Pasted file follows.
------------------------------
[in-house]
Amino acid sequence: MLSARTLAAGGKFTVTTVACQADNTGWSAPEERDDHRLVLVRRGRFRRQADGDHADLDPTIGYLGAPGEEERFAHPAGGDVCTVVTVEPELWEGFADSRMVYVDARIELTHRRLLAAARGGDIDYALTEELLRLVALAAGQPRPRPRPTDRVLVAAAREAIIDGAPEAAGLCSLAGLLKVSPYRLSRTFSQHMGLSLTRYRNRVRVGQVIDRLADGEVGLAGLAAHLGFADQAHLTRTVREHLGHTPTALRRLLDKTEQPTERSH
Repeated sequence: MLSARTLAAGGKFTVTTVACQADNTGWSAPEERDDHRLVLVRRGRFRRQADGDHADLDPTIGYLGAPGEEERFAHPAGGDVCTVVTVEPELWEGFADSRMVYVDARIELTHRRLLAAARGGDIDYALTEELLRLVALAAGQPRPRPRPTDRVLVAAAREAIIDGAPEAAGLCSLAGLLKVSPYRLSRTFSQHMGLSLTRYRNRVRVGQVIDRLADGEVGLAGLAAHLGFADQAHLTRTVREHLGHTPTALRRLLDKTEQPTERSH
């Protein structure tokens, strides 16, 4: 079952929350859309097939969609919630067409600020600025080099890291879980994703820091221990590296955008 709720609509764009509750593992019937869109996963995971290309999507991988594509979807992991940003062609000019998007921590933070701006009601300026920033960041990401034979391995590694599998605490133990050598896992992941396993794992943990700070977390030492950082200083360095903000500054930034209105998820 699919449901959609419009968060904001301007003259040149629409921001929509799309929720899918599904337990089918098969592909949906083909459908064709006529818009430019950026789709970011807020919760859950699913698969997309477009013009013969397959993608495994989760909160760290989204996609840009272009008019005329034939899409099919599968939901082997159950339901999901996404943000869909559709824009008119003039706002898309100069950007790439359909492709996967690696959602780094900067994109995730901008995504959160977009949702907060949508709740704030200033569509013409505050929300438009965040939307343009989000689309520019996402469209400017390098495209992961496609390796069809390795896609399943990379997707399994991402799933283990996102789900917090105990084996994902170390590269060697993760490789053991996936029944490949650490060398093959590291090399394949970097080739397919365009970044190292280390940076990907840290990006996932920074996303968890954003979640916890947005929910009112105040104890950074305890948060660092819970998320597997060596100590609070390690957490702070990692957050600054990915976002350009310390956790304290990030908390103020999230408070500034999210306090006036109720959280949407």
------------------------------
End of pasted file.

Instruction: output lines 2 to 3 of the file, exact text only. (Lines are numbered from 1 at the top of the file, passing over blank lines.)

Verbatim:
Amino acid sequence: MLSARTLAAGGKFTVTTVACQADNTGWSAPEERDDHRLVLVRRGRFRRQADGDHADLDPTIGYLGAPGEEERFAHPAGGDVCTVVTVEPELWEGFADSRMVYVDARIELTHRRLLAAARGGDIDYALTEELLRLVALAAGQPRPRPRPTDRVLVAAAREAIIDGAPEAAGLCSLAGLLKVSPYRLSRTFSQHMGLSLTRYRNRVRVGQVIDRLADGEVGLAGLAAHLGFADQAHLTRTVREHLGHTPTALRRLLDKTEQPTERSH
Repeated sequence: MLSARTLAAGGKFTVTTVACQADNTGWSAPEERDDHRLVLVRRGRFRRQADGDHADLDPTIGYLGAPGEEERFAHPAGGDVCTVVTVEPELWEGFADSRMVYVDARIELTHRRLLAAARGGDIDYALTEELLRLVALAAGQPRPRPRPTDRVLVAAAREAIIDGAPEAAGLCSLAGLLKVSPYRLSRTFSQHMGLSLTRYRNRVRVGQVIDRLADGEVGLAGLAAHLGFADQAHLTRTVREHLGHTPTALRRLLDKTEQPTERSH